Agree re playmaker. Maybe AVB has someone in mind, maybe the role is spread so to speak amongst several creative and skilful players. I said last season that Dembele should be further forward, he can be a fine passer around the box.
I think that Levy is cagey about Real Madrid’s ability to flash the cash. There are several reports circulating that we still owed a large proportion of the Modric dosh – and I doubt Daniel figures “interest-free” (I hope not) loans to other clubs is what his business model is built upon. What might appear better is cash plus some part-ex, with Madrid chipping in to subsidise the enormous wage bills likely to be attached.
Let’s see just how desperate they are to get their paws on Gareth-bach (actually Gareth-fawr these days) as I understand there is still a fortnight until the window slams shut. Several people have mentioned that if really big money does eventually change hands, Daniel will be the proverbial “I seen you comin’ punter” if it happens too soon.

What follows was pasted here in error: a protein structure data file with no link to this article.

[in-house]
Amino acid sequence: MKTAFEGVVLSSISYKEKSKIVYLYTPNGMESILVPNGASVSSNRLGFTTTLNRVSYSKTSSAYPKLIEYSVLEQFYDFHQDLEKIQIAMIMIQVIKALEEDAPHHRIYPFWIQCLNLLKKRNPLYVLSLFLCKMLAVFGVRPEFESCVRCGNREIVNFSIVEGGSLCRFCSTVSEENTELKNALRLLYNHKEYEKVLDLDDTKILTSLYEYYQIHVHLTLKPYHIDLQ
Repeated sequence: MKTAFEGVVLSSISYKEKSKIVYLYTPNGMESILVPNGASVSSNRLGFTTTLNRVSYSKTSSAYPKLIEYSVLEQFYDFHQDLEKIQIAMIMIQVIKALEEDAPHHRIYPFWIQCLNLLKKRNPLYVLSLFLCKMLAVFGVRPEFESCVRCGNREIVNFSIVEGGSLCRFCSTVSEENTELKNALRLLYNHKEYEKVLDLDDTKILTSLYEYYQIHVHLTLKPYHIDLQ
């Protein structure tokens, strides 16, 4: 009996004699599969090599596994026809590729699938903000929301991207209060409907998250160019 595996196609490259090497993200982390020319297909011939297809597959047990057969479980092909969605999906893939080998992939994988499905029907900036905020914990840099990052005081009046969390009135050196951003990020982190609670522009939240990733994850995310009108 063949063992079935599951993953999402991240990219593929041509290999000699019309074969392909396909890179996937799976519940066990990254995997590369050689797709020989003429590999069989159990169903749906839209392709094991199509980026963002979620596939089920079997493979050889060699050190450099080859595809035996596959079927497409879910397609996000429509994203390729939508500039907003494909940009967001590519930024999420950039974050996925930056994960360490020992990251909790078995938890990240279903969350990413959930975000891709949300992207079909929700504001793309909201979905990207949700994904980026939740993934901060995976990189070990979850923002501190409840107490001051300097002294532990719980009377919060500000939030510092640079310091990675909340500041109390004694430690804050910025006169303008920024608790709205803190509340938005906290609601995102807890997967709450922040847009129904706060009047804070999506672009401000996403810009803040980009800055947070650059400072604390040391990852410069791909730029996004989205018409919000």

I am a little concerned that we don’t get too carried away with new signings. I admit the early indications look good, but the balance is not right yet. That’s AVB’s focus now… to get a formation that works, is strong and cohesive but flexible enough to approach each game based on a reasoned analysis of the opposition’s strengths and weaknesses. I believe that position is still some way off.
Don’t want to sound too downbeat, but let’s give the manager time to get the best from all the players, existing and newly-introduced, before we start crowing like that strangulated cockerel up on the top of the stand roof.
Definitiely time and formation…in fact, that’s my next article right there. hardly worth bothering now..;)